Geraldo Rivera Says He’s No Longer Co-Host of The Five

By Mark Mwachiro 

Geraldo Rivera dropped programming news of his own Wednesday morning, announcing he’ll no longer serve as a co-host of Fox News’ top-rated show, The Five.

Rivera, in a tweet, said that his last scheduled appearances on the show will be Thursday, June 29, and Friday, June 30, and that, for the time being, he’ll remain a correspondent at large for the network.

“It has been a rocky ride but it has also been an exhilarating adventure that spanned quite a few years,” he said in an interview with The Associated Press on Wednesday. “I hope it’s not my last adventure.”


Rivera, who said the choice to leave to the show was his, has been one of the longest-tenured on-air personalities at Fox News, joining the network in 2001 as a war correspondent. In 2021 he signed a multi-year deal to remain with the company, which saw him retain his correspondent at large role, contributing most prominently to Fox News and Fox Nation.

In January 2022, he was tapped to be one of the three rotating “liberal” co-hosts of the panel program The Five, joining Fox News contributor Jessica Tarlov, and former Democratic lawmaker Harold Ford Jr. The trio replaced Juan Williams, who decided not to continue with the program after it resumed studio production at Fox News’ headquarters in New York.

Rivera’s time at The Five has not always been smooth sailing. He has often butted heads with co-host Greg Gutfeld, calling him, according to The Daily Beast, an “insulting punk,” and even threatening to kick him in the ass. He frequently debates the conservative primetime figures on the network (despite being a Republican himself), often appearing on Hannity to provide an opposing view on immigration policy.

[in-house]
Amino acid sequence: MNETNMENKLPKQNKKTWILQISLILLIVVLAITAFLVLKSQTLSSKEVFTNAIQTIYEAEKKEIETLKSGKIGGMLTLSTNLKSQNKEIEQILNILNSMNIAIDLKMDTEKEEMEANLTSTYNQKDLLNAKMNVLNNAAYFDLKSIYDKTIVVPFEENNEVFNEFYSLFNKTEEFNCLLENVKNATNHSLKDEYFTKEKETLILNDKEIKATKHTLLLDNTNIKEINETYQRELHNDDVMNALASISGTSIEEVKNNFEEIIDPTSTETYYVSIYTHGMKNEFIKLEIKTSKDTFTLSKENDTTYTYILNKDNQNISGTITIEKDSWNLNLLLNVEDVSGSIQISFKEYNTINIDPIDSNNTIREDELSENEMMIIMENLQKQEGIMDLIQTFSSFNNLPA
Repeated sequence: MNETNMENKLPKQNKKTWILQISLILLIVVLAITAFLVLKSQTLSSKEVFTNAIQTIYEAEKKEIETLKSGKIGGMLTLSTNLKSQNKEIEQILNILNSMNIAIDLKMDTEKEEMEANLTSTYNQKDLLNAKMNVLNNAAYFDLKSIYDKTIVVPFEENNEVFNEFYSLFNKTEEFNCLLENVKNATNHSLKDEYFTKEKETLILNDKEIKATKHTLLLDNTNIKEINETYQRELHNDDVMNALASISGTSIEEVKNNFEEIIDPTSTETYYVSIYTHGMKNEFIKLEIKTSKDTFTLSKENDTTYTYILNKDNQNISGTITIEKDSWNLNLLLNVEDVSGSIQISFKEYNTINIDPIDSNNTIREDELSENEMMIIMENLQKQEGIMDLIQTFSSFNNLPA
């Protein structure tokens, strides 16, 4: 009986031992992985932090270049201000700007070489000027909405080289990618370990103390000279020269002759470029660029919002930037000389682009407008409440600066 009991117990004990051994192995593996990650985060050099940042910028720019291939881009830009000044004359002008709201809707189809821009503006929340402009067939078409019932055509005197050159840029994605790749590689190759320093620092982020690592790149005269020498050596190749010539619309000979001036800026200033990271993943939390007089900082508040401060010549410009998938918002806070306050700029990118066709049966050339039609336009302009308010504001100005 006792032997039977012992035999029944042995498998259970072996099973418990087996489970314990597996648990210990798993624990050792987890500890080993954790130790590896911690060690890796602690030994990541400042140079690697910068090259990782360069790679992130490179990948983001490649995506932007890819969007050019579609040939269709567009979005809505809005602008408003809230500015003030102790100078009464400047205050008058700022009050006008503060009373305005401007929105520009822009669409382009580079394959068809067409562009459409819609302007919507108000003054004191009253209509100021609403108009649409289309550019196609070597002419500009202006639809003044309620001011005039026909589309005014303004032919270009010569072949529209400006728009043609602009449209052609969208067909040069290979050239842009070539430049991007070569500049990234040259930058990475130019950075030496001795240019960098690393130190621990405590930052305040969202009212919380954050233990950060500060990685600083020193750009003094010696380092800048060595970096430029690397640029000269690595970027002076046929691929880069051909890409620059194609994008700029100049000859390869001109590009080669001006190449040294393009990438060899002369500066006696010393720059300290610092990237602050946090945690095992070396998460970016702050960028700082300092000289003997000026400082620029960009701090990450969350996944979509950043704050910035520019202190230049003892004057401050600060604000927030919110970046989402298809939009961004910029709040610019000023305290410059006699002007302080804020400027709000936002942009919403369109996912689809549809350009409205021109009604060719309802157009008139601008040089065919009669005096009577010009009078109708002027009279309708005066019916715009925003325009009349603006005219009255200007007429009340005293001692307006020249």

Rivera’s appearances on the show recently became less frequent, leading to a point in early May when he tweeted about the cancellation of scheduled co-host appearances on May 4 and May 5, adding, “I’m sure there a good reason.”

Over the course of his 50 year career in broadcast journalism, Rivera has received more than 170 awards for journalism, including the prestigious George Foster Peabody Award, three national and seven local Emmys, two Columbia-Dupont, and two additional Scripps Howard Journalism Awards. Past stops include WABC-TV in New York, ABC News, NBC News, and CNBC, and launching his syndicated talk show.